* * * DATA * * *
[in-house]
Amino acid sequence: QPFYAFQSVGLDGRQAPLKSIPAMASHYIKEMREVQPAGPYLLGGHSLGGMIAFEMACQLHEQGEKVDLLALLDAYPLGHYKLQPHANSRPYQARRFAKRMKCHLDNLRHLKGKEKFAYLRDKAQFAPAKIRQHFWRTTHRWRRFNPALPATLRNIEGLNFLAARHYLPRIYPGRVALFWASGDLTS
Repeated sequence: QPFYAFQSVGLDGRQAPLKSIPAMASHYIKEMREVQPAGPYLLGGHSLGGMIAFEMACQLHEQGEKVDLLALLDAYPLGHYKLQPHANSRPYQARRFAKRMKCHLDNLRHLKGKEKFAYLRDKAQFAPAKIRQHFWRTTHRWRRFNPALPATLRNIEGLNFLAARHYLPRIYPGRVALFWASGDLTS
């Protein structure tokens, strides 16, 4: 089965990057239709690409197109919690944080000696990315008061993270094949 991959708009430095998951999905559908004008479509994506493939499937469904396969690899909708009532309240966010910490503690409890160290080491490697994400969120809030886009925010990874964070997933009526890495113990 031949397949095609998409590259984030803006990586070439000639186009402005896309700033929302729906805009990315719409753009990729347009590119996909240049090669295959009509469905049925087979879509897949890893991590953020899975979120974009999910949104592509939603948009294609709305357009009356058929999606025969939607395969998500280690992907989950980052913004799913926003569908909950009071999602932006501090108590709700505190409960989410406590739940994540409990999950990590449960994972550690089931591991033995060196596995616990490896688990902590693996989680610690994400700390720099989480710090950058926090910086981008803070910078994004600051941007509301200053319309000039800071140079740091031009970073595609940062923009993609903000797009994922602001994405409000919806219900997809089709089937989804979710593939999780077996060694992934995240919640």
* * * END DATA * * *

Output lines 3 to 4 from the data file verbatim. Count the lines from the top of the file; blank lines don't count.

Repeated sequence: QPFYAFQSVGLDGRQAPLKSIPAMASHYIKEMREVQPAGPYLLGGHSLGGMIAFEMACQLHEQGEKVDLLALLDAYPLGHYKLQPHANSRPYQARRFAKRMKCHLDNLRHLKGKEKFAYLRDKAQFAPAKIRQHFWRTTHRWRRFNPALPATLRNIEGLNFLAARHYLPRIYPGRVALFWASGDLTS
């Protein structure tokens, strides 16, 4: 089965990057239709690409197109919690944080000696990315008061993270094949 991959708009430095998951999905559908004008479509994506493939499937469904396969690899909708009532309240966010910490503690409890160290080491490697994400969120809030886009925010990874964070997933009526890495113990 031949397949095609998409590259984030803006990586070439000639186009402005896309700033929302729906805009990315719409753009990729347009590119996909240049090669295959009509469905049925087979879509897949890893991590953020899975979120974009999910949104592509939603948009294609709305357009009356058929999606025969939607395969998500280690992907989950980052913004799913926003569908909950009071999602932006501090108590709700505190409960989410406590739940994540409990999950990590449960994972550690089931591991033995060196596995616990490896688990902590693996989680610690994400700390720099989480710090950058926090910086981008803070910078994004600051941007509301200053319309000039800071140079740091031009970073595609940062923009993609903000797009994922602001994405409000919806219900997809089709089937989804979710593939999780077996060694992934995240919640």